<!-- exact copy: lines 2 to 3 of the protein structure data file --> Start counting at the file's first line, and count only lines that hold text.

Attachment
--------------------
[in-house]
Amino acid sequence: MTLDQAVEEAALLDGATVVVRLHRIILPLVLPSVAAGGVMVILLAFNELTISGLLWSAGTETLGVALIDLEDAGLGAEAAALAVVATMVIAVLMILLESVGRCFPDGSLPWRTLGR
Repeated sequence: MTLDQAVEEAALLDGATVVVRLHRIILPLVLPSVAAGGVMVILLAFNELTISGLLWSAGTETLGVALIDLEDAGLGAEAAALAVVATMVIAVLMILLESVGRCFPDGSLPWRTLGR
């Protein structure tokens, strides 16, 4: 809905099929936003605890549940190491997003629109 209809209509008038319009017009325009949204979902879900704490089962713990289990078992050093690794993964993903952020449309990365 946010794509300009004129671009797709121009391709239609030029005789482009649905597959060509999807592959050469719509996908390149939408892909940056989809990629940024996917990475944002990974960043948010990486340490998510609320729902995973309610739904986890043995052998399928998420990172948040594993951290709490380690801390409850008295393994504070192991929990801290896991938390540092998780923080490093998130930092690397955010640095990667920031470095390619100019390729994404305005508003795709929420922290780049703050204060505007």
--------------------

Amino acid sequence: MTLDQAVEEAALLDGATVVVRLHRIILPLVLPSVAAGGVMVILLAFNELTISGLLWSAGTETLGVALIDLEDAGLGAEAAALAVVATMVIAVLMILLESVGRCFPDGSLPWRTLGR
Repeated sequence: MTLDQAVEEAALLDGATVVVRLHRIILPLVLPSVAAGGVMVILLAFNELTISGLLWSAGTETLGVALIDLEDAGLGAEAAALAVVATMVIAVLMILLESVGRCFPDGSLPWRTLGR